The Independent Schools Council (ISC) has written a guide to explain how ‘cloud computing’ works.
Written by the ISC’s ICT Strategy Group, the guide explains how the traditional method of using servers physically located in a school is being challenged by the rise of computing in ‘the cloud’. Something which many large companies have been doing for years.
With a lower specification computer, good bandwidth and a browser, the user can go onto the internet, access and manage:
Servers, networks and related hardware held in data centres worldwide. Part, or all, of the school’s technical infrastructure can be hosted in a data centre.
The infrastructure applications/operating platforms eg Microsoft Azure. The data centre infrastructure can run the operating platform for the school.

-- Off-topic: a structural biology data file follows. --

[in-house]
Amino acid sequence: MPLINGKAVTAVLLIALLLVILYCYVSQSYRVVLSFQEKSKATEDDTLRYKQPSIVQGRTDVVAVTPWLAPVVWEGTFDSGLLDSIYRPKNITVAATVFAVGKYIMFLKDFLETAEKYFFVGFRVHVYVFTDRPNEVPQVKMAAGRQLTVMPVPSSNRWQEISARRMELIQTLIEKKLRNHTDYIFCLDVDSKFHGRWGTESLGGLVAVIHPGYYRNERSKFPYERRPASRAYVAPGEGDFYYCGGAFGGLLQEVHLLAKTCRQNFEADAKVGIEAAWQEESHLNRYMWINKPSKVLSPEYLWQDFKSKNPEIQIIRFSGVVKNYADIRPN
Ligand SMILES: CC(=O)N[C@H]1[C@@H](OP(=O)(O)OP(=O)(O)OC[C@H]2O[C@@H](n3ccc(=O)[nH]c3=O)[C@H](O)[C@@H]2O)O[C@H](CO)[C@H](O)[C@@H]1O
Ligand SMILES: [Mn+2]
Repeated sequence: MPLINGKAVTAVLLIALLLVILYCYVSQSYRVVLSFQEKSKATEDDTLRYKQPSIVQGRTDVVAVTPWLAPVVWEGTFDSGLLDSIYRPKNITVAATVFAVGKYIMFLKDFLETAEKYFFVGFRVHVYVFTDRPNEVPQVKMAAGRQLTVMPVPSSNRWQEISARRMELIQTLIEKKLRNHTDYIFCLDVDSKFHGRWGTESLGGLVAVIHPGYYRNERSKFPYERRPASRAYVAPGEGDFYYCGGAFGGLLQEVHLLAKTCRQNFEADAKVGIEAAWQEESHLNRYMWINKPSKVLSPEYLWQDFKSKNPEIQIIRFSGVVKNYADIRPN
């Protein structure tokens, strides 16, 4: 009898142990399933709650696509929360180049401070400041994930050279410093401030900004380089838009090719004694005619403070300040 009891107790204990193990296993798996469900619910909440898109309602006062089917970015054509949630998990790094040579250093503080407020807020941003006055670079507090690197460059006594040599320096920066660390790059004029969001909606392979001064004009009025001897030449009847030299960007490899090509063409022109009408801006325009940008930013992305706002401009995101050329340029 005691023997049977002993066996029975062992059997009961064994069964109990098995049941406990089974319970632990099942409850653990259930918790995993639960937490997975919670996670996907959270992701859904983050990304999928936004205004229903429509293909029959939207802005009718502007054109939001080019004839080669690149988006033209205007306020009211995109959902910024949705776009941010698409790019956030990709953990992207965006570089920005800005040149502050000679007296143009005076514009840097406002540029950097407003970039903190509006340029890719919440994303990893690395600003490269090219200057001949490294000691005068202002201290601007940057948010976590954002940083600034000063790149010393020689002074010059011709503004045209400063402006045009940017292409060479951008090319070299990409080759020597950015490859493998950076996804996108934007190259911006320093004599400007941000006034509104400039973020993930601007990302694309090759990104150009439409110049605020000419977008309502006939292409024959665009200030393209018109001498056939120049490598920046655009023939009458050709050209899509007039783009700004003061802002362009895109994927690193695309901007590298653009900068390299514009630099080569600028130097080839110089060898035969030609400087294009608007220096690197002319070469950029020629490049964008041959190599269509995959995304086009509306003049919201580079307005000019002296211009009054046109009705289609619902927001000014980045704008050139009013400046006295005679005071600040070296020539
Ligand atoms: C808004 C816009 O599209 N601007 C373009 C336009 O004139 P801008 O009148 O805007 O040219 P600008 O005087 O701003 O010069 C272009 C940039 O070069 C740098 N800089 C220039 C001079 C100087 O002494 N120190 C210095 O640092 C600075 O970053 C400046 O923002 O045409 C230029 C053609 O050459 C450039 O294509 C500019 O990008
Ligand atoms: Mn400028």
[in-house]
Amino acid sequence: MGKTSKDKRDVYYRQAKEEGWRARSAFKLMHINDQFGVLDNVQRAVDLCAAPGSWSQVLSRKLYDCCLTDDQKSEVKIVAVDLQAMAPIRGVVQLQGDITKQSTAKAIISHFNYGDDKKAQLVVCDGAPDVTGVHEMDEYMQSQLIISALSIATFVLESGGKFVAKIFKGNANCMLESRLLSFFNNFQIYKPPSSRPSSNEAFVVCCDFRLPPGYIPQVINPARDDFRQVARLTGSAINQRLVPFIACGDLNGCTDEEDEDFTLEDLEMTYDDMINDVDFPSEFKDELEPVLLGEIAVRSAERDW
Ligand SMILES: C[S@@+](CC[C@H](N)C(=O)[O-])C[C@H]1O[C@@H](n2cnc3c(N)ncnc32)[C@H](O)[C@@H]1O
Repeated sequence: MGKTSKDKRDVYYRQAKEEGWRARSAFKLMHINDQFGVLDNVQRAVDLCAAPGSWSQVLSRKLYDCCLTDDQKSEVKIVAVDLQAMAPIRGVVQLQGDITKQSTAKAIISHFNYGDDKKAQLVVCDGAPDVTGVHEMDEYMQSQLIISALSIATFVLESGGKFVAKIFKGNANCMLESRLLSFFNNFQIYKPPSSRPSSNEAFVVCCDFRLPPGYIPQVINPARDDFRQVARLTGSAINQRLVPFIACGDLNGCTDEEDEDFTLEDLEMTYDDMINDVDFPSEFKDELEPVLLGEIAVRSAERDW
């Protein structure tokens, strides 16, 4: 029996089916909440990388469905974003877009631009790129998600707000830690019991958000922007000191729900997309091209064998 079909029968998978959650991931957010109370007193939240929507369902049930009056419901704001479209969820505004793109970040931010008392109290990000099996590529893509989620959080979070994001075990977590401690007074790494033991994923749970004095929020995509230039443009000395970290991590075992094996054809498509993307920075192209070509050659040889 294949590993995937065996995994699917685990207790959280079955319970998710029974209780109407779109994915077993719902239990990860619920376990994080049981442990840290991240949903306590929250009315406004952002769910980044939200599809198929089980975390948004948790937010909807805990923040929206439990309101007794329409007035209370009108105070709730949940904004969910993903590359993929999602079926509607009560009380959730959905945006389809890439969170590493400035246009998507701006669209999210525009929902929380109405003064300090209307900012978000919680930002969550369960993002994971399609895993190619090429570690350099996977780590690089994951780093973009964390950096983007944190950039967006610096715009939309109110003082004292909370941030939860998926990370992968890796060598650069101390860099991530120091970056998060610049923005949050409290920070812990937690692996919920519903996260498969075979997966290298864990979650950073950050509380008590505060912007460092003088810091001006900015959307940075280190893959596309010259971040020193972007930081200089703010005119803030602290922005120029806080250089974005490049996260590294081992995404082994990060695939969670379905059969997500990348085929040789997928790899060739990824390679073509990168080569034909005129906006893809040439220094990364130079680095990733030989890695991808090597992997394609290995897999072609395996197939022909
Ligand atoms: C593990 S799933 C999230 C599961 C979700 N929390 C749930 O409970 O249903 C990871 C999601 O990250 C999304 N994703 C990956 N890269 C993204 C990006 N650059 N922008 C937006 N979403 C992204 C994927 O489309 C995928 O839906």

The school can manage its own software using the data centre and it can also use available free or paid for applications eg Google mail and docs, Office online.
Many schools are used to doing things the ‘the old way’, which involved desktop computers and servers which would need future investment to upgrade storage space or specification to provide for new technological development. A large technical team, which would deal with all aspects of ICT, would need to be financed and managed.
As a school decides to upgrade and spend a good deal of money on ICT infrastructure it should consider whether a large investment for similar provision is needed or whether a combination of in-school and cloud services would save money and allow more flexibility in the future.
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